Luky Duck

Thai desserts (khanom thai) are sweet but not overly so, light, and delicious. Generally, they draw from a limited repertoire of ingredients but those are mixed and matched and combined and presented in a wide array of variations. Sticky rice, jackfruit, mango and other tropical fruits, pumpkin custards, pandan, sweet egg yolk threads boiled in syrup, and black beans and mung beans and corn (oh, my!) make their way into puddings, jellies, soupy concoctions, tiny cakes, candies, and a host of other delights.

One popular dessert is look choop (you may run across it as luk chup or any number of other transliterations) which look similar to shiny marzipan but taste nothing like it. The process is painstaking: soak and boil mung beans, sweeten with coconut milk and sugar, cook it down, mold or shape into miniature vegetable or fruit shapes, paint with food coloring, then glaze with agar-agar (like gelatin, but stiffer), and the result is something perfectly precious that looks too good to eat. (Little wonder that these were formerly served exclusively to royalty.)

Elmhurst’s sweetly named Sugar Club is my hands-down favorite market for khanom thai (as well as for outstanding prepared foods as good as you’ll find in any Thai restaurant). Recently, I was perusing their dessert case and, desperately struggling to restrain myself from buying one of each, decided that I’d better choose just one – but which? Out of the corner of my eye, I spied what at first I thought might be a children’s toy: a little yellow duck. What’s that doing in the dessert case? But a closer inspection disabused me of that notion – it was look choop molded in the shape of a classic rubber ducky floating atop a sea of green gelatin!

Look ChoopDucky 1Ducky 2
So deciding which dessert to choose was easy: look choop ducky, you’re the one!

Sugar Club
8118 Broadway
Elmhurst, NY

Boffo Bofe

I received my marching orders for the Panamanian Day Parade in time to beat the band of revelers. The colorful annual procession in Crown Heights stretches along Franklin Avenue north of Eastern Parkway, but I, typically, was drawn to the food vendors clustered south of it along Classon Avenue – a sensible arrangement given the size of the jubilant throng lining the parade route.

Amid the dishes you might expect – pernil, fried fish, oxtail, arroz con pollo, stew chicken, curry chicken, BBQ chicken (you get the idea), and numerous variations on plantains and empanadas – there were a number of Panamanian specialties that caught my eye (as well as my appetite). Pictured below are cow foot soup, bofe, and chicheme. (Click to enlarge.)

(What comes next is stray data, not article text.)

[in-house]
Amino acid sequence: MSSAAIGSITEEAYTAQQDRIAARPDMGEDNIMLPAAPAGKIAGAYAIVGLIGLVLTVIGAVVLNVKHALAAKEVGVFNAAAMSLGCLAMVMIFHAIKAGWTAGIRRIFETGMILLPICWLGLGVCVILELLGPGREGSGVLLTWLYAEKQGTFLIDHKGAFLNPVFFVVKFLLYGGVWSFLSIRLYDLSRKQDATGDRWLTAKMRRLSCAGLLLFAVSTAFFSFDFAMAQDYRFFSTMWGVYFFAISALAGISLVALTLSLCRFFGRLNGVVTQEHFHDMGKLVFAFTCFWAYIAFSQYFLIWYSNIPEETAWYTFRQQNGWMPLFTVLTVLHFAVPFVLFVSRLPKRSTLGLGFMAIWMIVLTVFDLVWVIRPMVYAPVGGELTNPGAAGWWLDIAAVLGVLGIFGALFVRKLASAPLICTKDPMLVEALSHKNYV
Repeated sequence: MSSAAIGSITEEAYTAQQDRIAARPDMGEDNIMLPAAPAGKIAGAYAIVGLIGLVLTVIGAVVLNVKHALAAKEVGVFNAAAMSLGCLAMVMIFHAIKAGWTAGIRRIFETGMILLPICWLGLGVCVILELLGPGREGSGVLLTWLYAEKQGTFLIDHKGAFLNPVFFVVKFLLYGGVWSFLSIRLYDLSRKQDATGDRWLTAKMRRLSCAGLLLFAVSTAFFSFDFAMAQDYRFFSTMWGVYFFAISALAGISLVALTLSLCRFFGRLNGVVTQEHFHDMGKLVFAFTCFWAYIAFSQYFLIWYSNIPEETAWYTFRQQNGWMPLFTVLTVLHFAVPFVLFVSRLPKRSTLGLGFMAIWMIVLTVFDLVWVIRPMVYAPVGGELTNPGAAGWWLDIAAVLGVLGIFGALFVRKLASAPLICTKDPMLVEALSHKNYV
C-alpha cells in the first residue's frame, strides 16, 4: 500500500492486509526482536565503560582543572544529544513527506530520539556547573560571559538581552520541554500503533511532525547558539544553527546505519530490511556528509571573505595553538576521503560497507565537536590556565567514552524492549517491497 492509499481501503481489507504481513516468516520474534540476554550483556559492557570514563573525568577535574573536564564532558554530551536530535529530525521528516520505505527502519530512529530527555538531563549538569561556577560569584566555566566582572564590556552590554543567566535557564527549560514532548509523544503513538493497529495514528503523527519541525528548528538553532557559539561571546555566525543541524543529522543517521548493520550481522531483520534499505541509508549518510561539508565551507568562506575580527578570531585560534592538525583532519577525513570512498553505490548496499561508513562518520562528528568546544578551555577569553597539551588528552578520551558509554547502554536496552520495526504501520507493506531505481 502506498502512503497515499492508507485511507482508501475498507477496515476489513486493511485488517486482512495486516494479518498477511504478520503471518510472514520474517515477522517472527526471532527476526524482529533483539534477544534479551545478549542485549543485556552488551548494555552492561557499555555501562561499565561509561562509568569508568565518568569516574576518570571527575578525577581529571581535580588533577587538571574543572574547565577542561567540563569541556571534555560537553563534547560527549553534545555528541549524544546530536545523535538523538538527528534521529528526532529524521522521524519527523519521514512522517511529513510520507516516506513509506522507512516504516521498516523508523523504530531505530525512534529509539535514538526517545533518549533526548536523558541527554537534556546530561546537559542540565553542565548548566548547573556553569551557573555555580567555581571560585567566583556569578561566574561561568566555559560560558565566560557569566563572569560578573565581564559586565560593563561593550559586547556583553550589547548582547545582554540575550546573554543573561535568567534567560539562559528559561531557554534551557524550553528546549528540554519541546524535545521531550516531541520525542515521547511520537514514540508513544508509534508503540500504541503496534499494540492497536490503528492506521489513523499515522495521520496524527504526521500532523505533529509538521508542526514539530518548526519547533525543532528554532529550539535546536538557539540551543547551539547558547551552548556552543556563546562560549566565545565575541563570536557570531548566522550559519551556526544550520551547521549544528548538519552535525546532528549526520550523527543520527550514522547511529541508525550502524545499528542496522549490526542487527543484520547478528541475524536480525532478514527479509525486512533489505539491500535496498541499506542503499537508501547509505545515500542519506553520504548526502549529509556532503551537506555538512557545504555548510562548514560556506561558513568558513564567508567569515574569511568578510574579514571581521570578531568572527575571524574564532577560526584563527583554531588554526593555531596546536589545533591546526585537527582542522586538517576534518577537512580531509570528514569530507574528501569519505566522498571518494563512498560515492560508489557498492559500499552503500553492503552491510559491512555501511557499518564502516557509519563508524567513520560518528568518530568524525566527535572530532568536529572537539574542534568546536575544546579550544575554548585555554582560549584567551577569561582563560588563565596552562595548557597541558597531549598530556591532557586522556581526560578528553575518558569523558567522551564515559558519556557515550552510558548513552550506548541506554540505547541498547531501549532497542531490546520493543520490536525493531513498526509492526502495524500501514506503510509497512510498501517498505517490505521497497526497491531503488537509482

Cow Foot SoupBofeChicheme
Cow foot soup is a thick, comforting dish with chunks of corn, potatoes, and assorted other vegetables and herbs that was absolutely delicious. (Don’t let the “cow foot” part put you off. Soup begins with water and bones, right?) It can be found throughout the Caribbean.

On the other hand (foot?) I’ve only found bofe (rhymes with snowday) on Panamanian menus and recipes for it on the web are scarce. Bofe is beef lung. I think the idea of it may be more daunting than the taste itself, which is milder than most offal. There were several renditions of it at the festival, but all were served with fried bread called hojaldre (from the Spanish word hoja meaning leaf) which, in my opinion, is the perfect accompaniment.

Wash it down with chicheme, a creamy, sweet, corn-based beverage enhanced with evaporated or sweetened condensed milk. Redolent of cinnamon and vanilla, it’s served hot and is vaguely reminiscent of Mexican atole.

The Panamanian Day Parade is always held on the Saturday of Columbus Day weekend. If you’ve never tasted Panamanian fare, jump on the bandwagon to next year’s festivities!


Now Boarding! (October 31, 2015)

Bay Ridge, Brooklyn

Join me on the maiden voyage of my Bay Ridge ethnojunket on Saturday, October 31 at 1:00pm as we hit the culinary high notes of Fifth Avenue. It’ll be an entertaining, educational, and delicious two hours during which we’ll sample Middle Eastern, Greek, Turkish, Scandinavian, and even Jewish fare. The tour comprises five acts and each act has three scenes – a savory, a sweet, and a surprise.

The cost is $60 per person and includes a veritable cornucopia of food (but not beverages) so bring your appetite! You won’t leave hungry, and you will leave happy!

For more information and to sign up, leave a reply.